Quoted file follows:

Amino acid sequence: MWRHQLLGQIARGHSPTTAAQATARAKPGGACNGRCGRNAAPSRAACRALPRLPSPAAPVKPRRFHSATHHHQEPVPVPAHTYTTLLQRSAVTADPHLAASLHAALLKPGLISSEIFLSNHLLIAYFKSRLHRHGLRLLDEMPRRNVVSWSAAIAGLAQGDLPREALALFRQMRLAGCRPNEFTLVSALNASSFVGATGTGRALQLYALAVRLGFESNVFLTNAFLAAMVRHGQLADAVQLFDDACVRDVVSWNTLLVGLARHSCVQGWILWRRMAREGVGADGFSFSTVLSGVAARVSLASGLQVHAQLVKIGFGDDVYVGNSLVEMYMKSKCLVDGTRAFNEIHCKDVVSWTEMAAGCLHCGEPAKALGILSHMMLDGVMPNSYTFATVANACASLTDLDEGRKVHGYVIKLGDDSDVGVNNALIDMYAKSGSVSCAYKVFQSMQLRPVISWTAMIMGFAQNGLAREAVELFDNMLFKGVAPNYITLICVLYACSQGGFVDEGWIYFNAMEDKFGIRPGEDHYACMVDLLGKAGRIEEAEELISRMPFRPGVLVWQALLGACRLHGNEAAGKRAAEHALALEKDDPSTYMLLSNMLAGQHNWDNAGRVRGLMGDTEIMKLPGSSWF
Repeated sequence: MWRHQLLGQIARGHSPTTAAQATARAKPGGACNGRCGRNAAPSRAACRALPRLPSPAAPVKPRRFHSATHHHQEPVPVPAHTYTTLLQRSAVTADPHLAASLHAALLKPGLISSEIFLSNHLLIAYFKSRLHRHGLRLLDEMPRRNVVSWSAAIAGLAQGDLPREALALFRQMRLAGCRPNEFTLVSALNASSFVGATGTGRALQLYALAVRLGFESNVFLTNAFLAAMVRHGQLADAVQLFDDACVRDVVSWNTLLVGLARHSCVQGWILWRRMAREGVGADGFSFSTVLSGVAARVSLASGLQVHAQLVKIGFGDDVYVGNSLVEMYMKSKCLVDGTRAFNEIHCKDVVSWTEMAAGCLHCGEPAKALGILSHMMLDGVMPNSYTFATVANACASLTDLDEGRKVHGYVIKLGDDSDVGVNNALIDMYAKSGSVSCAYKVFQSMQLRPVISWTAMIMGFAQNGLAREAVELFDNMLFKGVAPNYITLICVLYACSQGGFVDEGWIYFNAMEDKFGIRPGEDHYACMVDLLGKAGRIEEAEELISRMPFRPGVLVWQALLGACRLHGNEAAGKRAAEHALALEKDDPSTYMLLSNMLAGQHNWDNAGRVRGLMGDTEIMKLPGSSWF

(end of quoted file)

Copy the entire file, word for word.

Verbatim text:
Amino acid sequence: MWRHQLLGQIARGHSPTTAAQATARAKPGGACNGRCGRNAAPSRAACRALPRLPSPAAPVKPRRFHSATHHHQEPVPVPAHTYTTLLQRSAVTADPHLAASLHAALLKPGLISSEIFLSNHLLIAYFKSRLHRHGLRLLDEMPRRNVVSWSAAIAGLAQGDLPREALALFRQMRLAGCRPNEFTLVSALNASSFVGATGTGRALQLYALAVRLGFESNVFLTNAFLAAMVRHGQLADAVQLFDDACVRDVVSWNTLLVGLARHSCVQGWILWRRMAREGVGADGFSFSTVLSGVAARVSLASGLQVHAQLVKIGFGDDVYVGNSLVEMYMKSKCLVDGTRAFNEIHCKDVVSWTEMAAGCLHCGEPAKALGILSHMMLDGVMPNSYTFATVANACASLTDLDEGRKVHGYVIKLGDDSDVGVNNALIDMYAKSGSVSCAYKVFQSMQLRPVISWTAMIMGFAQNGLAREAVELFDNMLFKGVAPNYITLICVLYACSQGGFVDEGWIYFNAMEDKFGIRPGEDHYACMVDLLGKAGRIEEAEELISRMPFRPGVLVWQALLGACRLHGNEAAGKRAAEHALALEKDDPSTYMLLSNMLAGQHNWDNAGRVRGLMGDTEIMKLPGSSWF
Repeated sequence: MWRHQLLGQIARGHSPTTAAQATARAKPGGACNGRCGRNAAPSRAACRALPRLPSPAAPVKPRRFHSATHHHQEPVPVPAHTYTTLLQRSAVTADPHLAASLHAALLKPGLISSEIFLSNHLLIAYFKSRLHRHGLRLLDEMPRRNVVSWSAAIAGLAQGDLPREALALFRQMRLAGCRPNEFTLVSALNASSFVGATGTGRALQLYALAVRLGFESNVFLTNAFLAAMVRHGQLADAVQLFDDACVRDVVSWNTLLVGLARHSCVQGWILWRRMAREGVGADGFSFSTVLSGVAARVSLASGLQVHAQLVKIGFGDDVYVGNSLVEMYMKSKCLVDGTRAFNEIHCKDVVSWTEMAAGCLHCGEPAKALGILSHMMLDGVMPNSYTFATVANACASLTDLDEGRKVHGYVIKLGDDSDVGVNNALIDMYAKSGSVSCAYKVFQSMQLRPVISWTAMIMGFAQNGLAREAVELFDNMLFKGVAPNYITLICVLYACSQGGFVDEGWIYFNAMEDKFGIRPGEDHYACMVDLLGKAGRIEEAEELISRMPFRPGVLVWQALLGACRLHGNEAAGKRAAEHALALEKDDPSTYMLLSNMLAGQHNWDNAGRVRGLMGDTEIMKLPGSSWF